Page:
The biblical Joseph dreamed of reigning over his older brothers, who hated and ignored him. To his childish mind, the sweetness of the dream lay in his vindication before those who failed to value him. When he became king as an adult, the pleasure of being vindicated paled beside the satisfaction he took in the work, the weight of responsibility, and the opportunity to give good even to those who had hurt him. Joseph learned as a slave and a prisoner what he never could have learned as a prince: how to love past hurt, how to look past the present, how in suffering it is possible to see the face of God.

We all know, somehow, that we were made to be kings, but we grasp so little of what that means that we go willingly when drawn by the whispered lie that our destiny lies behind the protection of castle walls, that our satisfaction lies in desserts and playthings, and so we hide from danger and dirt and hard decisions and use our adult freedom to indulge childish longings for sweets. We become "perpetual princes", never the wise, battle-strong kings we were meant to be. Like Esau, we sell our birthrights and rage over the loss of muttered blessings.

I am not so grown up that I understand it all, nor are my tastes so refined that I am able to know and relish real Good. But I have come to taste that there is more, and to know that bitterness has its own flavour and its own joy. Even knowing this, I still don't want pain. I am easily tired in my heart, and I am strangely more quick to run from hurt than ever before. But I see in truth what I could only philosophize before: that all breaking is not empty; sometimes it's a shell that cracks, and there is a nut inside. I have yet to find the purpose in my own breaking. I am all cracks and wincing and tearing apart. But I am less a child now, and I have hope that there is a goodness in this bitterness that has come to me that is somehow more than the sweetness I desire.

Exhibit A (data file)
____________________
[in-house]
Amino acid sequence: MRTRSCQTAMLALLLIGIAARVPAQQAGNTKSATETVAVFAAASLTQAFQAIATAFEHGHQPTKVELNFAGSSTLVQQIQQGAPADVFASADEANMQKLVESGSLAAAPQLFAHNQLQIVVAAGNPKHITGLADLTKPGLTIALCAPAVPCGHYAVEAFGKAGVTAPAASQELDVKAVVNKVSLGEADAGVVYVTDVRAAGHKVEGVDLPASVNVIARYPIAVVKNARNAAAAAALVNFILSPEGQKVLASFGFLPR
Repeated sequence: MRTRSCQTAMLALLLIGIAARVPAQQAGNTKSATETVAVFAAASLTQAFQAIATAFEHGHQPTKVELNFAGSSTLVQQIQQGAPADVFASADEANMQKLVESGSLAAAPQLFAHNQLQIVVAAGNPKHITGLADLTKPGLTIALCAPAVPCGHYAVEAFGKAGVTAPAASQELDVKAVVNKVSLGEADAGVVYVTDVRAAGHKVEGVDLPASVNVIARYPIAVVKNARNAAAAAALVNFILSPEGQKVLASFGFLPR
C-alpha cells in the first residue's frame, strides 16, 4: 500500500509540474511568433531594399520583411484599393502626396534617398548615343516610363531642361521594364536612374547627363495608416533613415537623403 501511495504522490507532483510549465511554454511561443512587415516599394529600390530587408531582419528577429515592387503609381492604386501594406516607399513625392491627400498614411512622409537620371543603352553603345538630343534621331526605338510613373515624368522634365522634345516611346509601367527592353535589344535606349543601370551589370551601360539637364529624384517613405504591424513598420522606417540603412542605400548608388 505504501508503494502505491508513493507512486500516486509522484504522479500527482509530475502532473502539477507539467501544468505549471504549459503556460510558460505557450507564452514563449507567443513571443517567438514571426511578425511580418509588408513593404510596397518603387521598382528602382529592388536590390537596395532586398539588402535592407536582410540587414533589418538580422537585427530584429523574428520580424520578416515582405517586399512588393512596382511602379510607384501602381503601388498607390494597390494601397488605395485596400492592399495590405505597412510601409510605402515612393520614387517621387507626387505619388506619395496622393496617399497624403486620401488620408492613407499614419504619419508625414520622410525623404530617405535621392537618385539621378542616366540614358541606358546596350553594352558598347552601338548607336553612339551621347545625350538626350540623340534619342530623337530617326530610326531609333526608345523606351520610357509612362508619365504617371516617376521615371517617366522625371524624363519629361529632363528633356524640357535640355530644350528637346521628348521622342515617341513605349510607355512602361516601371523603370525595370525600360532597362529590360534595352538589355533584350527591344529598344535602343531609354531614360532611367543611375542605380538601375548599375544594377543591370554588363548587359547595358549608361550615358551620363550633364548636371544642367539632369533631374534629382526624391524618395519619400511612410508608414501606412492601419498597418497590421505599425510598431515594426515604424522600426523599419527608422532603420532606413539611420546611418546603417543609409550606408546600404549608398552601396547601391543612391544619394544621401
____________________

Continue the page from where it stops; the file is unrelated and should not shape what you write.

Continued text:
Someday I will see Jesus, and I will know him by his scars. He is no far-off God, benevolently dropping down blessings in response to pious prayers. He knows my hurt as no god ever has ever claimed to know it. But we are bound together not only by his suffering. So I know his heart, too, loving past the hurt. Each of us, in our own wounding, knows the other. I will go to that One who sacrificed for me, but I will not go only as a child wondering at his gift to me. No, I will also go in the glory of adulthood, weak though I am, bearing my own sacrifice, and there will be no need to explain its paucity or inadequacy. He knows the cost of these things.
...that I may know him, and the power of his resurrection, and the fellowship of his sufferings, becoming conformed unto his death... (Philippians 3:10)

Let us know; let us press on to know the LORD; his going out is sure as the dawn; he will come to us as the showers, as the spring rains that water the earth.” (Hosea 6:3)
“You have heard that it was said, ‘Love your neighbor and hate your enemy.’ But I tell you, love your enemies and pray for those who persecute you, that you may be children of your Father in heaven. He causes his sun to rise on the evil and the good, and sends rain on the righteous and the unrighteous." (Matthew 5:43-45)

1 comment:

joeyanne said...

Oh so beautifully expressed. I needed that - and it spoke to my heart in words I have known but bringing to them new meaning. One of my "new year's resolutions" this year is to embrace what it is I cannot change - pain or pleasure. You have given the key. Here is a path to true freedom.